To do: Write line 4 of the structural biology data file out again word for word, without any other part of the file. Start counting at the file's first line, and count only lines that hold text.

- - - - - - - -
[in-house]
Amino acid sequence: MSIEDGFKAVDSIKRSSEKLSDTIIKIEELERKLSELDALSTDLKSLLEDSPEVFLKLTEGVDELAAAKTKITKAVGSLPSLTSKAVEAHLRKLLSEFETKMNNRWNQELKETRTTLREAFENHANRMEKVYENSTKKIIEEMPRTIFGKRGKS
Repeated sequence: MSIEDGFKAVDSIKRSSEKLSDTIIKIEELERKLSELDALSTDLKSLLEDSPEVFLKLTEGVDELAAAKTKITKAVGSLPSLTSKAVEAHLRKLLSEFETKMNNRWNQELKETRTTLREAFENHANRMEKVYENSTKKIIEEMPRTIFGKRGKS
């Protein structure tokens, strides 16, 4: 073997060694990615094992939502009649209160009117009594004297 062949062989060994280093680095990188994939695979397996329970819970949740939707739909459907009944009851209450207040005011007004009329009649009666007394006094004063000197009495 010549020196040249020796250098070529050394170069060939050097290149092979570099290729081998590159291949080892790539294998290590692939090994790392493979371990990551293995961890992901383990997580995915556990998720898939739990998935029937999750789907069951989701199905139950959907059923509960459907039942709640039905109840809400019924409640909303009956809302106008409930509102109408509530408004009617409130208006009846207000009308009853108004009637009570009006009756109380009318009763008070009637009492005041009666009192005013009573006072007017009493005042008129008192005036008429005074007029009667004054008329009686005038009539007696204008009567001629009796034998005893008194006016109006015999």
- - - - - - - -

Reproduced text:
């Protein structure tokens, strides 16, 4: 073997060694990615094992939502009649209160009117009594004297 062949062989060994280093680095990188994939695979397996329970819970949740939707739909459907009944009851209450207040005011007004009329009649009666007394006094004063000197009495 010549020196040249020796250098070529050394170069060939050097290149092979570099290729081998590159291949080892790539294998290590692939090994790392493979371990990551293995961890992901383990997580995915556990998720898939739990998935029937999750789907069951989701199905139950959907059923509960459907039942709640039905109840809400019924409640909303009956809302106008409930509102109408509530408004009617409130208006009846207000009308009853108004009637009570009006009756109380009318009763008070009637009492005041009666009192005013009573006072007017009493005042008129008192005036008429005074007029009667004054008329009686005038009539007696204008009567001629009796034998005893008194006016109006015999």